• Stir everything together for a few minutes – the point is to get all the juices involved in the cooking process to mingle. Add a dash of red wine if you’d like and cook for a couple more minutes after that.

• Serve with some spaghetti, shredded mozzarella, a big salad and good crusty bread.

Essential oils

No, we are not talking about your skin care regime or the latest beauty aids. This is a food page, people, not the latest Nitrogena site. Although, as a side note, some of the oldest and most effective beauty secrets can, in fact, be found in the kitchen. Let me know if you want to get together later for an oatmeal/almond/honey scrub.

“Fat” has become such a dirty word that anything associated with it is becoming steadily exiled from many kitchens. In the meantime, one must realize that there is, in fact, such a thing as good fat (as well as good cholesterol). Included in moderation, natural fats and oils can do wonders for your meals.

Courtesy of Paula Deen and her over-the-top butter applications, butter is increasingly frowned-upon as a kitchen staple. Which is sad, because it is a fantastic substance, easy to work with and delicious, when used right.

One of my favorite combinations is browned butter with orzo. For those who don’t know, orzo is a small sort of almond-shaped pasta – a kind of crossover between rice and regular pasta. It can be somewhat dull on its own, but it takes on flavor beautifully. Enter browned butter. Make some orzo, brown about a tablespoon of butter with maybe some black pepper or smoked salt, then mix the two. YUMM!

Olive oil is great, but why stop there? Indeed, all too often it is the only kind of oil people keep around. Oh, my dearest darlings, but you are missing out on a whole lot of fun! There are also walnut and almond oils – lighter than olive oil, gentler on fish and meat, and with a touch of sophisticated flavor. There is peanut oil – for all your stir-fry needs with the added bonus of an occasional fiery flare-up in the pan. There is truffle oil – not for cooking IN but for adding a tiny bit as a finishing touch. Too overbearing on its own, it is priceless to add a deeper earthier flavor to sautéed veggies and mushrooms. Chili oil for spice (use sparingly or else you’ll be running around with smoke coming out your nose and ears). Ginger oil for a burst of fresh flavor. Stock up and study your oils, folks, it’s worth it, and a little goes a long way.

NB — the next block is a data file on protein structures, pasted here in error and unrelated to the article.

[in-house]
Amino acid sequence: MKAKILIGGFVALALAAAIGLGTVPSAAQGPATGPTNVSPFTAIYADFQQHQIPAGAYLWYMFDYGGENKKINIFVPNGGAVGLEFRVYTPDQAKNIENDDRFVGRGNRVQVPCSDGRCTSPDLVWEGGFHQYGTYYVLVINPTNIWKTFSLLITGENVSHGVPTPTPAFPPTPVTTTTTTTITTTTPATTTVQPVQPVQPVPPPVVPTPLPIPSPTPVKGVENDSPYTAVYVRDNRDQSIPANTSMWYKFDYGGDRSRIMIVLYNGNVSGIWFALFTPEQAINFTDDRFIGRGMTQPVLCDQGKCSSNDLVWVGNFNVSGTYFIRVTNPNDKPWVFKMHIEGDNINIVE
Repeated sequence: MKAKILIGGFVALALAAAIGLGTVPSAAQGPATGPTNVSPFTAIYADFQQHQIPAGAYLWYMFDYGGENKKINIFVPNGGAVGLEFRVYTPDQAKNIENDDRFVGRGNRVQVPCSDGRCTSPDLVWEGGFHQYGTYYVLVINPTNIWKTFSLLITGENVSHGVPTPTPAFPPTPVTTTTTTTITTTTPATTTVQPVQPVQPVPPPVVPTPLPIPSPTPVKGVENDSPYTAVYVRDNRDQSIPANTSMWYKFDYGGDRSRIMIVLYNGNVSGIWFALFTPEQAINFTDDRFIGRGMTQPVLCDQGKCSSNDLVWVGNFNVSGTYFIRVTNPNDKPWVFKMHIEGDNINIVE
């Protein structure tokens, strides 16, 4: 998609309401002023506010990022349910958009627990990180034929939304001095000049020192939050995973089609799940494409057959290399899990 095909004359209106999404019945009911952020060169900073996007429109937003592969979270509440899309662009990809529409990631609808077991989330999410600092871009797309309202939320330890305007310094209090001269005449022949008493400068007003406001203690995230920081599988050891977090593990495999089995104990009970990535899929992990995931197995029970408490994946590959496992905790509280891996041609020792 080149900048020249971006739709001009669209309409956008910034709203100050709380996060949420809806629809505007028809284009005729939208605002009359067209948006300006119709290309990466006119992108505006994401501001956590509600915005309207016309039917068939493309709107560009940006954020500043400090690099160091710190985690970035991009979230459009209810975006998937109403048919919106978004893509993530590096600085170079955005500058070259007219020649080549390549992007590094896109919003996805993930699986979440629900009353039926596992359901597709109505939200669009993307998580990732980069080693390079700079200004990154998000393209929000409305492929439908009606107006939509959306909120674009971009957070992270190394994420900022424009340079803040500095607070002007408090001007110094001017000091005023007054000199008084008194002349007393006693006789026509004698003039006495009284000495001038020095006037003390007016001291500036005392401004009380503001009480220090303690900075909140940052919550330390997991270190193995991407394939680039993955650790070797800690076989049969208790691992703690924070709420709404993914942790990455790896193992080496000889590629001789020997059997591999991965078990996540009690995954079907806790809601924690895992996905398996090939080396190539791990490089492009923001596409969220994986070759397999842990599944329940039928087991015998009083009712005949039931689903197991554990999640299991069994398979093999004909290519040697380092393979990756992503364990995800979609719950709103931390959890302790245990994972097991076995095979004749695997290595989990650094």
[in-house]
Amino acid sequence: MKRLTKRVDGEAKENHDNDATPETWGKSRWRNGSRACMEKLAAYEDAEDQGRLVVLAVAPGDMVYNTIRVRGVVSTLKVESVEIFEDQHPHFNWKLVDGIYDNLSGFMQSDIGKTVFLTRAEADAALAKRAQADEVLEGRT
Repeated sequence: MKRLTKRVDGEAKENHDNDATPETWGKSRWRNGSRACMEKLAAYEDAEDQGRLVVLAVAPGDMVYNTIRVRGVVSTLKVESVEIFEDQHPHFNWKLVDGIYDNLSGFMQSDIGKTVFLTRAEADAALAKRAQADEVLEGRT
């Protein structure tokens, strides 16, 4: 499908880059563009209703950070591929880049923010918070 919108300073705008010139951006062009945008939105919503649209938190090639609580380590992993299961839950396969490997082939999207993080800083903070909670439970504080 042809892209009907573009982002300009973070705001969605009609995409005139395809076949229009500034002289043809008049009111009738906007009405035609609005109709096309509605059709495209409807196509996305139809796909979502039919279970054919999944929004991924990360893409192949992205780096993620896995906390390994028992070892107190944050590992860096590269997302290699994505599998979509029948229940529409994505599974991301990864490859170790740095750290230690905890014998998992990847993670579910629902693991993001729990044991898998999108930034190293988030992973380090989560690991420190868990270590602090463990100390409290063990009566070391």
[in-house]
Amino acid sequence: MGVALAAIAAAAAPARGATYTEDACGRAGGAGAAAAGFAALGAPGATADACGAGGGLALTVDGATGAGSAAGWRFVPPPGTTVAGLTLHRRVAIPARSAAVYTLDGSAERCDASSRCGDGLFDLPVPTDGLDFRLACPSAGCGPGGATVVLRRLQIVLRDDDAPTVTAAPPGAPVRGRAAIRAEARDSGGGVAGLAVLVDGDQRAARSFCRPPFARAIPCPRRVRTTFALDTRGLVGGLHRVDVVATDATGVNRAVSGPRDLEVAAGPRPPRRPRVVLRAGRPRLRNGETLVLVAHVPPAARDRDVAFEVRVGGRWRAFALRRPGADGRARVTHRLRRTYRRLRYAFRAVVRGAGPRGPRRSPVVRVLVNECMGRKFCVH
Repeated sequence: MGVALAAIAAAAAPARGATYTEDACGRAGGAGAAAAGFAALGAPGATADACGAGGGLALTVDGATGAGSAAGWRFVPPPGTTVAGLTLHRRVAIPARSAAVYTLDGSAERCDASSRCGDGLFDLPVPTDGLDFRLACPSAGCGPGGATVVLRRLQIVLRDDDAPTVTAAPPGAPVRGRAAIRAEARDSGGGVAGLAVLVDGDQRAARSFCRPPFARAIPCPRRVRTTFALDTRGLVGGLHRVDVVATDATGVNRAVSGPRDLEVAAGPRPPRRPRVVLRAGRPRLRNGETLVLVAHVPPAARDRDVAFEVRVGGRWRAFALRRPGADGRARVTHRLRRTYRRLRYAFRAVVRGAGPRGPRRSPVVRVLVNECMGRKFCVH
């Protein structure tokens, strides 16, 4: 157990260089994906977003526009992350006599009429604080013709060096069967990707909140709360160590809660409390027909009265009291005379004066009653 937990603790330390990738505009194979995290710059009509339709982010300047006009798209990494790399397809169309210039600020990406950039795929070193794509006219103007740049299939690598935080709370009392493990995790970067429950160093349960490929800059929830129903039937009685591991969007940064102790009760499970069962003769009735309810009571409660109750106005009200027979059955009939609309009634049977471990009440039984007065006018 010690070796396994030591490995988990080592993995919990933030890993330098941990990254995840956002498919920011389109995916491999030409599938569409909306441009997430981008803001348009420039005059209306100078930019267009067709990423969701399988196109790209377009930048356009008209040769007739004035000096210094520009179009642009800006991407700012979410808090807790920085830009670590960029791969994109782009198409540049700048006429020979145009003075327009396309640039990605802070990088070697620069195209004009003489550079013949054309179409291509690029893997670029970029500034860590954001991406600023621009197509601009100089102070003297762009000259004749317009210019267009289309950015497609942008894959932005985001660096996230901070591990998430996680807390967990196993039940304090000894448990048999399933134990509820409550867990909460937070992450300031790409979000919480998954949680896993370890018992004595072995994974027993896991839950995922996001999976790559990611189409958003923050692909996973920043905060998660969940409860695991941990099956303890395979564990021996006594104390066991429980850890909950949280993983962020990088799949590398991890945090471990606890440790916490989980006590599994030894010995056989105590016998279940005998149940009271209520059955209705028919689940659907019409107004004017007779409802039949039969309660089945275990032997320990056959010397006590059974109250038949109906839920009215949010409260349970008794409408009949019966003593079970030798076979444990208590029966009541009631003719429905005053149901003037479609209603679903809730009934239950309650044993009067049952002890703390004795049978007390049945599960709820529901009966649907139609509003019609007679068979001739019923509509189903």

It is not that I am dismissing my good friend olive oil – goodness, I would never! A brushing of olive oil with crushed garlic on crusty bread for Italian-style toast. Olive oil and balsamic vinegar bread dip. Olive oil and black pepper drizzle on a veggie plate: tomato, cucumber and heart-of-palm slices with some mozzarella thrown in for good measure. A drop of olive oil in pasta water before making pasta. Good stuff – that. But do be picky with it. Don’t buy crap. Cheap oil is no friend of yours – or that of your favorite foods.

Sugar and spice and everything nice

Based on the latest census figures we have ten kinds of salt in our kitchen. Yes, there are that many in existence. Each one has its own color, texture, flavor and purpose. Black lava salt, pink Himalayan salt, whiskey salt, smoked salt, sea salt… Some are better on meats, some go well with fish. Some punch up the vegetables, some work well to contrast sweeter flavors.

The other day we baked potatoes in the wood stove and then ate them – charred skins and all – with a touch of butter and smoked salt.

My other favorite is sweet potatoes baked with a smudge of olive oil on the outside, then cut open and topped with browned butter, sautéed onions, prosciutto and whiskey salt.

On the other end of the spectrum are sugars: regular white sugar, sugar-in-the-raw, brown sugar, powdered sugar, cinnamon sugar, espresso sugar. Not only are they wonderful because of their flavor, they are also beautiful to look at (espresso sugar looks like a scattering of dark diamonds) and are great for effortless dessert decoration.

Sugar is an awesome substance to experiment with, because you can flavor it on your own. For example, you can stick some vanilla beans into a sugar container for a while and get vanilla sugar. Put some cinnamon sticks in there – you get cinnamon sugar. Heck, mix a packet of herbs, like rosemary, mint and lavender, wrap them in cheese cloth and put in a sugar jar, and you get your very own herbal sugar unlike anyone else’s. Put them into pretty old-fashioned bottles (you can get amber and cobalt glass at antique shops by the boatload), label them and have fun. Get your kids to play with the different flavors too – you never know what they might come up with.

One of the best, easiest non-dessert sugar applications is a home-made chicken dip. Pour some regular yellow mustard into a small cup, then add brown sugar and a little bit of vinegar. Start mixing and tasting and adding a little bit of each until you get the flavor you want. It’s wonderful on chicken fingers and also works well with pork. The point is, guys and dolls, spices, condiments, oils, sauces, etc. are not to be feared. Forget what they tell you on those fancy cooking shows – it’s really not that complicated. Once you get into the spirit of things, you’ll be spicing with the best of them!